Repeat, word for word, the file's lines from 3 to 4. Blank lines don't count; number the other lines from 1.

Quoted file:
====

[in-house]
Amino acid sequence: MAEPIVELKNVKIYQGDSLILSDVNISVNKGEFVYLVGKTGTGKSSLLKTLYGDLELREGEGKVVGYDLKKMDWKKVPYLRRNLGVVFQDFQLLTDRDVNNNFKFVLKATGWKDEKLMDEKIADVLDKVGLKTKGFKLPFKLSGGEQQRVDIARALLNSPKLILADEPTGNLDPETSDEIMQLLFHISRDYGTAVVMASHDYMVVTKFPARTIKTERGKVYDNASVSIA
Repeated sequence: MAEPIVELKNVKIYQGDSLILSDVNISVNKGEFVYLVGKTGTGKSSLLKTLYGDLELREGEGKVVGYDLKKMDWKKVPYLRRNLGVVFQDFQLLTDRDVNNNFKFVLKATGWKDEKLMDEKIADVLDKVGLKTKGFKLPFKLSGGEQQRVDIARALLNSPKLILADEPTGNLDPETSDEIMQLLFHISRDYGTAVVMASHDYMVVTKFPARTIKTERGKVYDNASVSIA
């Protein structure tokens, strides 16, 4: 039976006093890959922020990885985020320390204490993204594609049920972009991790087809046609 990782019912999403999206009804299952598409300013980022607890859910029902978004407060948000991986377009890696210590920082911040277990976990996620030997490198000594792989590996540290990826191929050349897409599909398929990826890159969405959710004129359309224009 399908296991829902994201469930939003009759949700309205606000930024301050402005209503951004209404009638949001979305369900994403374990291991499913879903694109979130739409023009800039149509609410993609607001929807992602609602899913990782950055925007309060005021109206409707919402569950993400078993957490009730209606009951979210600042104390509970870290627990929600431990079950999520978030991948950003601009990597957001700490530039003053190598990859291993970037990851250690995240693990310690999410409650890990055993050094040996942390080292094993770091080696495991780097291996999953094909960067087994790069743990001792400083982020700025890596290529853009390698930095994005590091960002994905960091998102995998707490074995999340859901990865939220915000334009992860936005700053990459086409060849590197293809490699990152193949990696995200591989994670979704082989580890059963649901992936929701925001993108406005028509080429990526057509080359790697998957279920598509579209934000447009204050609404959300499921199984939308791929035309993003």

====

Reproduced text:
Repeated sequence: MAEPIVELKNVKIYQGDSLILSDVNISVNKGEFVYLVGKTGTGKSSLLKTLYGDLELREGEGKVVGYDLKKMDWKKVPYLRRNLGVVFQDFQLLTDRDVNNNFKFVLKATGWKDEKLMDEKIADVLDKVGLKTKGFKLPFKLSGGEQQRVDIARALLNSPKLILADEPTGNLDPETSDEIMQLLFHISRDYGTAVVMASHDYMVVTKFPARTIKTERGKVYDNASVSIA
């Protein structure tokens, strides 16, 4: 039976006093890959922020990885985020320390204490993204594609049920972009991790087809046609 990782019912999403999206009804299952598409300013980022607890859910029902978004407060948000991986377009890696210590920082911040277990976990996620030997490198000594792989590996540290990826191929050349897409599909398929990826890159969405959710004129359309224009 399908296991829902994201469930939003009759949700309205606000930024301050402005209503951004209404009638949001979305369900994403374990291991499913879903694109979130739409023009800039149509609410993609607001929807992602609602899913990782950055925007309060005021109206409707919402569950993400078993957490009730209606009951979210600042104390509970870290627990929600431990079950999520978030991948950003601009990597957001700490530039003053190598990859291993970037990851250690995240693990310690999410409650890990055993050094040996942390080292094993770091080696495991780097291996999953094909960067087994790069743990001792400083982020700025890596290529853009390698930095994005590091960002994905960091998102995998707490074995999340859901990865939220915000334009992860936005700053990459086409060849590197293809490699990152193949990696995200591989994670979704082989580890059963649901992936929701925001993108406005028509080429990526057509080359790697998957279920598509579209934000447009204050609404959300499921199984939308791929035309993003």